What is the best way to convert on the command line a Canon raw file (CR2) into 2 or 3 differently exposed tiffs for HDR/tonmapping?

I would like to use Apple's sips, but couldn't find anything to set an exposure parameter. So now I am interested in a solution to get differently exposed tiffs from a raw file via the command line raw converter dcraw.


2 Answers 2


If you are interested in this, I would suggest getting 'dcraw' which is a command line RAW converter. There is a Mac version for download from the site, the source code, and if you have HomeBrew installed, you can install it via 'brew install dcraw'.

The 'dcraw' program allows you to specify a variety of options including the Gamma and Exposure level settings to apply to the output file.

I've used it for this purpose before, to "convince" the HDR merge programs to make use of the information. Note it will probably take some messing around.


I use the '-b' option:

rawfile=<your raw file name>
for b in 0.25 0.50 1.00 2.00 4.00 8.00
   dcraw  -T -4 -v -w -W -b ${b} $rawfile
   mv ${rawfile}.tiff ${rawfile}-b${b}.tiff

This will create a series of TIFF images with varying levels of brightness as well as being 16bit linear Tiffs. (Gamma=1)

You can then merge these images in an HDR program to take advantage of the lightened shadows and darkened highlights.

dcraw also has a highlight recovery option:

-H [0-9]  Highlight mode (0=clip, 1=unclip, 2=blend, 3+=rebuild)

which can be applied to the raw processing.

To "assist" the HDR merge program(s), you will then also need to adjust the exposure settings in the EXIF meta embedded in the TIFF files generated. The easiest would be to change the ISO value.

So, for where b=1.0, which is the normal:

exiftool -ISO <filename where b=1.0>

This should tell you the ISO value.

For the other images, you will want to change the ISO value to reflect an effective EV change:

b8.00 = ISO * 8
b4.00 = ISO * 4
b2.00 = ISO * 2
b0.50 = ISO/2
b0.25 = ISO/4

(Someone correct me if I'm wrong on the EV/ISO values).

So let's say the ISO was 100 for b1.0:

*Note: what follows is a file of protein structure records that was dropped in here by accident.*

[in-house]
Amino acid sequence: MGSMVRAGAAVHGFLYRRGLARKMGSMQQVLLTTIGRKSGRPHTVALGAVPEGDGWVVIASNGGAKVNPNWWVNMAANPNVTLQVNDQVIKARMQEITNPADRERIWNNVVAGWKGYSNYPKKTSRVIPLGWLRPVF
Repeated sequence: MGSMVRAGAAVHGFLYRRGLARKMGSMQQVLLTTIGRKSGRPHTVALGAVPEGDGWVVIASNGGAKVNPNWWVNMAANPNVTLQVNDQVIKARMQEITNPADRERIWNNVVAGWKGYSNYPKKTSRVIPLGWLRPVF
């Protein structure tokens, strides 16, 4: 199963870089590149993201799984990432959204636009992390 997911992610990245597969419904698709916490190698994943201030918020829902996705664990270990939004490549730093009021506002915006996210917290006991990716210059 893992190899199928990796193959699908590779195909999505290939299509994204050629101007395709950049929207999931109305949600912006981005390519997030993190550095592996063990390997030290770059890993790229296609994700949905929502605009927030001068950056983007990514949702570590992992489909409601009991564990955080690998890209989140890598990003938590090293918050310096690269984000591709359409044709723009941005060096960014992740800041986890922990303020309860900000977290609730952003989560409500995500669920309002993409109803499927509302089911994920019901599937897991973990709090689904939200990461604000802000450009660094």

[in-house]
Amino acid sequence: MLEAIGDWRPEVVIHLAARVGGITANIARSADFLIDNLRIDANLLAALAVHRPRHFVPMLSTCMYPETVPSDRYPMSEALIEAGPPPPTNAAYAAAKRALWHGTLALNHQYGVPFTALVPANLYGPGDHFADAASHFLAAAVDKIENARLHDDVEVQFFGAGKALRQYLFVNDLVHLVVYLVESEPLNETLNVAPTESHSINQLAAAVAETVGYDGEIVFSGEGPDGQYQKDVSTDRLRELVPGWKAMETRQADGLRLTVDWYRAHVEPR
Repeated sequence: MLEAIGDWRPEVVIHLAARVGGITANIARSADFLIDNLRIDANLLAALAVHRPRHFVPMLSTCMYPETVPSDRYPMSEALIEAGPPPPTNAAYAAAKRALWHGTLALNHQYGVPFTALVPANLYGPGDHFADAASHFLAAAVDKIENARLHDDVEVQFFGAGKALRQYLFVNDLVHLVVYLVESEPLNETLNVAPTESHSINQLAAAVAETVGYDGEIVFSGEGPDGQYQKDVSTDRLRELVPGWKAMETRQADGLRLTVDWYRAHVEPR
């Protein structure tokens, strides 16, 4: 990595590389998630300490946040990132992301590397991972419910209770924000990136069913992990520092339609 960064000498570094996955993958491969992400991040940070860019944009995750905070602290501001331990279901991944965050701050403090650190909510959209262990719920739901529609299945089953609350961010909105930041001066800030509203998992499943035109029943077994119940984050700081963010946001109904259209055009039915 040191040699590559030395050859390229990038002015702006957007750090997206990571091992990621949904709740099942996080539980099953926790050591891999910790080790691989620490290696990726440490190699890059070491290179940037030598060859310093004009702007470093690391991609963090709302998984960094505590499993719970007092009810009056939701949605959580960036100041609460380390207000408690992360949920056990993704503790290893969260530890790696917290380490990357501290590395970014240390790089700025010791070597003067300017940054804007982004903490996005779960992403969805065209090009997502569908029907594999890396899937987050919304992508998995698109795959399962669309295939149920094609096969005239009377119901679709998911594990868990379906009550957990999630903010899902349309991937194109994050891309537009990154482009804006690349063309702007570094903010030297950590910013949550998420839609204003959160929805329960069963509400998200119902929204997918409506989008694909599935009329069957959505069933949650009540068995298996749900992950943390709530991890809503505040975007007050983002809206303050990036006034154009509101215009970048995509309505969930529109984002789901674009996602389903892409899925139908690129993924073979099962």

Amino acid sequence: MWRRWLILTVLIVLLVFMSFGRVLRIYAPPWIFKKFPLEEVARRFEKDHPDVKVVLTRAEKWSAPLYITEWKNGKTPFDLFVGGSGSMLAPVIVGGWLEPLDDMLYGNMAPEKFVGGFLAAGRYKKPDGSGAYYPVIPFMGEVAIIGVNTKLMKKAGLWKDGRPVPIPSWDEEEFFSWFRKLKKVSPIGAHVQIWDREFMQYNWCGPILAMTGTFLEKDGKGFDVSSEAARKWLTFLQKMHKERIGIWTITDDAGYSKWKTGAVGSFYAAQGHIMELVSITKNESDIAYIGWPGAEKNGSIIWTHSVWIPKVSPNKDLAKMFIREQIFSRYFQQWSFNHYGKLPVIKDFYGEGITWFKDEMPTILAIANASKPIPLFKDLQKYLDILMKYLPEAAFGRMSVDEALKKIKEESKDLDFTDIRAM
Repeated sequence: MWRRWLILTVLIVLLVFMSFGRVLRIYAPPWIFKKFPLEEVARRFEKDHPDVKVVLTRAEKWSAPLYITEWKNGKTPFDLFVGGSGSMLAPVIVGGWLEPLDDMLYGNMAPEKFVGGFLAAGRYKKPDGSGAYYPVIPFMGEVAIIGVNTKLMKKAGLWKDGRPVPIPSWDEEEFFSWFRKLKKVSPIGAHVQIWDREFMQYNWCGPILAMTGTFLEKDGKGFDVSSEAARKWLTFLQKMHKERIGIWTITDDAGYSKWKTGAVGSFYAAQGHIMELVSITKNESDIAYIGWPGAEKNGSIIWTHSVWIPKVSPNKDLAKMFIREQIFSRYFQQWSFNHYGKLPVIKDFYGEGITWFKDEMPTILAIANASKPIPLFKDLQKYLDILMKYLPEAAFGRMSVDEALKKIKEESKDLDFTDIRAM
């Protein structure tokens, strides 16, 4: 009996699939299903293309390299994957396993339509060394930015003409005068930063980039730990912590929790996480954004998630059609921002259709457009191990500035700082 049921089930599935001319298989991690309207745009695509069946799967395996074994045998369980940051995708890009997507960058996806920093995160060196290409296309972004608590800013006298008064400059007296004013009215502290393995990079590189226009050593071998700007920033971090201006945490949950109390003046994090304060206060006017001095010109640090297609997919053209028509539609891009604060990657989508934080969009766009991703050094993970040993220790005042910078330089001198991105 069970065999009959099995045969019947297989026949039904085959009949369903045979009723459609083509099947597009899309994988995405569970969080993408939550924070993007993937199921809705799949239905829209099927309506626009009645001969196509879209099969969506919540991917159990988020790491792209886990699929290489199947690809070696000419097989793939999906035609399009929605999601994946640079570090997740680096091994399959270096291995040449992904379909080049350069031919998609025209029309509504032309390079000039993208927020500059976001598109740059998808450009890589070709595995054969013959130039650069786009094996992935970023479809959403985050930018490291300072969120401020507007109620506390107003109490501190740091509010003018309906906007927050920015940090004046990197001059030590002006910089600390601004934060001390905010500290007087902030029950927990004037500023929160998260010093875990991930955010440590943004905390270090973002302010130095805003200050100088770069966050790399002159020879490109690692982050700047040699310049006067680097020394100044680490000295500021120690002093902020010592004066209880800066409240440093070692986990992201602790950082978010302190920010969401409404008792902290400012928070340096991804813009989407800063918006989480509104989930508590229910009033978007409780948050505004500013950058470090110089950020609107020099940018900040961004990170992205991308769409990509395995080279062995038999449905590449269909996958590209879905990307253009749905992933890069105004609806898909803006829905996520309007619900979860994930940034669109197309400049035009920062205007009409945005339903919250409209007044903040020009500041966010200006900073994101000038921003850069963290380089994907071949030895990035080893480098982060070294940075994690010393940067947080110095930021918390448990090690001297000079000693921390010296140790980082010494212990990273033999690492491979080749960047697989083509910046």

exiftool -ISO=25 <filename where b=0.25>
exiftool -ISO=50 <filename where b=0.50>
exiftool -ISO=200 <filename where b=2.0>
exiftool -ISO=400 <filename where b=4.0>
exiftool -ISO=800 <filename where b=8.0>

This way, the images will be recognized as being part of different exposure ranges.

Note, the brightness doesn't translate directly into EV steps, but this will allow the merge program to put the images in the general ballpark of where the images would be given the change in effective brightness.

  • \$\begingroup\$ What command line option(s) do you use to adjust the exposure with dcraw? \$\endgroup\$
    – coneslayer
    Commented May 22, 2013 at 1:51
  • \$\begingroup\$ Yep, I agree dcraw is the way to go. But How? How do I get tiffs with, say, +-0EV, +1EV and -1EV? \$\endgroup\$
    – halloleo
    Commented May 22, 2013 at 8:25
  • \$\begingroup\$ More about dcraw: In the dcraw man page I cannot find an EV option. Do I have to use the -b option? But how does it translate into EV steps? \$\endgroup\$
    – halloleo
    Commented May 22, 2013 at 8:36
  • 1
    \$\begingroup\$ Updated answer with -b options as well as exiftool examples to modify the exif data so that an HDR merge program will put the images in the correct relative brightness ranges. \$\endgroup\$ Commented May 22, 2013 at 19:30
  • 1
    \$\begingroup\$ That's exactly what I wanted to know! I'll try it out. Thanks a lot! \$\endgroup\$
    – halloleo
    Commented May 23, 2013 at 14:34

I think (I'm not sure though) there is no built-in command line tools for such task. Instead, you can use third party softwares. Allow me to introduce you to very nice ImageMagick.

It is a set of cross-platform command-line tools that allow you to do a lot. It has lots of tools and also many scripts based on it are available online. They have also a forum that can help you with what you wanna achieve.

  • \$\begingroup\$ Be sure you have a look at their tutorials. ImageMagick has one drawback IMHO and that is being a little complected for a simple task like exposure compensation. \$\endgroup\$
    – Pouya
    Commented May 21, 2013 at 17:48
  • \$\begingroup\$ Under the hood ImageMagick does use dcraw for conversion from raw to tiff. However I don't know whether Imaggick's exposure compensation options of the convert command grab the hidden details of the raw file for specifically developed tiff. I guess using dcraw directly is more promising, but I don't how to get different exposures out of dcraw. \$\endgroup\$
    – halloleo
    Commented May 21, 2013 at 21:43
  • \$\begingroup\$ @halloleo Gimp also comes with set of command line tools (at least on linux. I'm not sure about mac). You may or may not find something that satisfy your needs. I'm not familiar with gimp scripts so much. You can give it a try or at least do some research on that. \$\endgroup\$
    – Pouya
    Commented May 21, 2013 at 22:25

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